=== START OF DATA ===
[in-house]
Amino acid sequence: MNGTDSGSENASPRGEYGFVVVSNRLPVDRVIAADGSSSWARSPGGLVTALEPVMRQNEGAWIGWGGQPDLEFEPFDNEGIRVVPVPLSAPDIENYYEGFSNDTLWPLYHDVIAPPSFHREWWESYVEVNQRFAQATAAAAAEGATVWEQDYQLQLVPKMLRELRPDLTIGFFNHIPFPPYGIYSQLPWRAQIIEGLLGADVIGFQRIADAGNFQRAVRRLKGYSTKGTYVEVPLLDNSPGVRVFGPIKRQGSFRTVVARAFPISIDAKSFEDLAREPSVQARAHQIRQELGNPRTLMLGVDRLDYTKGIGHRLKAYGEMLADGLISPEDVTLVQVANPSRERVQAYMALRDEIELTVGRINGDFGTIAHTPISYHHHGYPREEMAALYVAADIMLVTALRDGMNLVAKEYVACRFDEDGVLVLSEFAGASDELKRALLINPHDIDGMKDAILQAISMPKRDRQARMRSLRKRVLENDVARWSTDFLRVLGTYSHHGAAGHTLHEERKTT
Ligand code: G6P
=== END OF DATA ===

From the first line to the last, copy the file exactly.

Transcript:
[in-house]
Amino acid sequence: MNGTDSGSENASPRGEYGFVVVSNRLPVDRVIAADGSSSWARSPGGLVTALEPVMRQNEGAWIGWGGQPDLEFEPFDNEGIRVVPVPLSAPDIENYYEGFSNDTLWPLYHDVIAPPSFHREWWESYVEVNQRFAQATAAAAAEGATVWEQDYQLQLVPKMLRELRPDLTIGFFNHIPFPPYGIYSQLPWRAQIIEGLLGADVIGFQRIADAGNFQRAVRRLKGYSTKGTYVEVPLLDNSPGVRVFGPIKRQGSFRTVVARAFPISIDAKSFEDLAREPSVQARAHQIRQELGNPRTLMLGVDRLDYTKGIGHRLKAYGEMLADGLISPEDVTLVQVANPSRERVQAYMALRDEIELTVGRINGDFGTIAHTPISYHHHGYPREEMAALYVAADIMLVTALRDGMNLVAKEYVACRFDEDGVLVLSEFAGASDELKRALLINPHDIDGMKDAILQAISMPKRDRQARMRSLRKRVLENDVARWSTDFLRVLGTYSHHGAAGHTLHEERKTT
Ligand code: G6P